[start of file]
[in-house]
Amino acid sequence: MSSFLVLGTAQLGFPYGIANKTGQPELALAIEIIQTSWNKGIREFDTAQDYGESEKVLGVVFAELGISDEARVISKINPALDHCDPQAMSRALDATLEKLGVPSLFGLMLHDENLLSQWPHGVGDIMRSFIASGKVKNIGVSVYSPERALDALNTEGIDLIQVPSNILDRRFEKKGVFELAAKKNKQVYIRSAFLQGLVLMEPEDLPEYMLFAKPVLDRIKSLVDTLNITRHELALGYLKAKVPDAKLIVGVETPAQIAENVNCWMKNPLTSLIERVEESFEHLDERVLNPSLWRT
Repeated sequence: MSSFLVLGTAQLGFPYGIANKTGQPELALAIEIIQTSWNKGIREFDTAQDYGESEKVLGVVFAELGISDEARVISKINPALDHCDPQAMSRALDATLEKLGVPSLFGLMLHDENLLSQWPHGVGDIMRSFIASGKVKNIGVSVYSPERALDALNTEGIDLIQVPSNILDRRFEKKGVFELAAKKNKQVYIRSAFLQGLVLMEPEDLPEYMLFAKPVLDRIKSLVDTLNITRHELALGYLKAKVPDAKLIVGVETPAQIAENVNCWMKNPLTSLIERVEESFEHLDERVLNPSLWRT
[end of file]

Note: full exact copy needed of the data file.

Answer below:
[in-house]
Amino acid sequence: MSSFLVLGTAQLGFPYGIANKTGQPELALAIEIIQTSWNKGIREFDTAQDYGESEKVLGVVFAELGISDEARVISKINPALDHCDPQAMSRALDATLEKLGVPSLFGLMLHDENLLSQWPHGVGDIMRSFIASGKVKNIGVSVYSPERALDALNTEGIDLIQVPSNILDRRFEKKGVFELAAKKNKQVYIRSAFLQGLVLMEPEDLPEYMLFAKPVLDRIKSLVDTLNITRHELALGYLKAKVPDAKLIVGVETPAQIAENVNCWMKNPLTSLIERVEESFEHLDERVLNPSLWRT
Repeated sequence: MSSFLVLGTAQLGFPYGIANKTGQPELALAIEIIQTSWNKGIREFDTAQDYGESEKVLGVVFAELGISDEARVISKINPALDHCDPQAMSRALDATLEKLGVPSLFGLMLHDENLLSQWPHGVGDIMRSFIASGKVKNIGVSVYSPERALDALNTEGIDLIQVPSNILDRRFEKKGVFELAAKKNKQVYIRSAFLQGLVLMEPEDLPEYMLFAKPVLDRIKSLVDTLNITRHELALGYLKAKVPDAKLIVGVETPAQIAENVNCWMKNPLTSLIERVEESFEHLDERVLNPSLWRT